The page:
Second. That, unless physically unable, he make application to register in his own handwriting, without aid, suggestion, or memorandum, in the presence of the registration officers, stating therein his name, age, date and place of birth, residence and occupation at the time and for the two years next preceding, and whether he has previously voted, and, if so, the state, county, and precinct in which he voted last; and,

Third. That he answer on oath any and all questions affecting his qualifications as an elector, submitted to him by the officers of registration, which questions, and his answers thereto, shall be reduced to writing, certified by the said officers, and preserved as a part of their official records.

SEC. 21. Any person registered under either of the last two sections, shall have the right to vote for members of the General Assembly and all officers elective by the people, subject to the following conditions:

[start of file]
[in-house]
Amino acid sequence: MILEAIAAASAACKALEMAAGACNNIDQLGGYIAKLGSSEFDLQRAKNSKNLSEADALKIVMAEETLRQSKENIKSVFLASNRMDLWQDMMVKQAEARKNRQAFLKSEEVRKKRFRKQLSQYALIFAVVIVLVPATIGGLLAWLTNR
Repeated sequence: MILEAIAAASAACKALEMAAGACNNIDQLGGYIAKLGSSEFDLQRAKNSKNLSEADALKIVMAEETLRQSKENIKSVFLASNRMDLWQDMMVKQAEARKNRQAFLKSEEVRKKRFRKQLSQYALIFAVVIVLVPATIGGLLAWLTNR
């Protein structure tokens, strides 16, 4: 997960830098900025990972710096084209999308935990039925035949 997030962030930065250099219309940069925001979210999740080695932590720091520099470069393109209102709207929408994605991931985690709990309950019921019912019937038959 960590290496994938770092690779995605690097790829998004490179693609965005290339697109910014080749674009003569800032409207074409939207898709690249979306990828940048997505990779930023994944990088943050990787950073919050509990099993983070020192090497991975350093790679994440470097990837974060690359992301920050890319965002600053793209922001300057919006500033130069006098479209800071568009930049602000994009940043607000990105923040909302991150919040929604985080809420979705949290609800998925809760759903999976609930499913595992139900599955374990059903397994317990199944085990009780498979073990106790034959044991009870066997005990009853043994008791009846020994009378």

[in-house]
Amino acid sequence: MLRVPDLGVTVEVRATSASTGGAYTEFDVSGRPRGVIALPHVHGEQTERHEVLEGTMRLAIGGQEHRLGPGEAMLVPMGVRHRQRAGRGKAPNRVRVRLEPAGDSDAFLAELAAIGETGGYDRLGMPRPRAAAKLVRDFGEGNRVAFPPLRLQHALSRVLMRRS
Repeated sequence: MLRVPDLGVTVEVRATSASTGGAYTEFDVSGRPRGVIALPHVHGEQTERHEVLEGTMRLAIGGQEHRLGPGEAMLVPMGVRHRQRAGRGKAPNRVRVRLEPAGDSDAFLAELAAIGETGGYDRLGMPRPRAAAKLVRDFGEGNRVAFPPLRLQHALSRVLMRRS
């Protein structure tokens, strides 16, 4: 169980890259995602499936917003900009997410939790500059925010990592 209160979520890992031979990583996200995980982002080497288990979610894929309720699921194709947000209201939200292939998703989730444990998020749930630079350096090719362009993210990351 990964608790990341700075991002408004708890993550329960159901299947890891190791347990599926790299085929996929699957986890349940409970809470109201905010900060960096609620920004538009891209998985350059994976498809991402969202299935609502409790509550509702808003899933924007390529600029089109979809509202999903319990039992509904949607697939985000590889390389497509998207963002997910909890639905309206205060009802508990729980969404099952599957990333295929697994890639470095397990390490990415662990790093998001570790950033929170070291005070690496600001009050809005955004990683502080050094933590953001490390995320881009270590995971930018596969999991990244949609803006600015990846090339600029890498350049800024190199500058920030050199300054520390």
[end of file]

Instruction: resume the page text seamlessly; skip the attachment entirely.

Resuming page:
That he, unless exempted by section Twenty-two, shall, as a prerequisite to the right to vote after the first day of January, nineteen hundred and four, personally pay, at least six months prior to the election, all state poll taxes assessed or assessable against him, under this Constitution, during the three years next preceding that in which he offers to vote; provided that, if he register after the first day of January, nineteen hundred and four, he shall, unless physically unable, prepare and deposit his ballot without aid, on such printed form as the law may prescribe; but any voter registered prior to that date may be aided in the preparation of his ballot by such officer of election as he himself may designate.

SEC. 22. No person who, during the late war between the States, served in the army or navy of the United States, or the Confederate States, or any state of the United States, or of the Confederate States, shall at any time be required to pay a poll tax as a prerequisite to the right to register or vote. The collection of the state poll tax assessed against any one shall not be enforced by legal process until the same has become three years past due.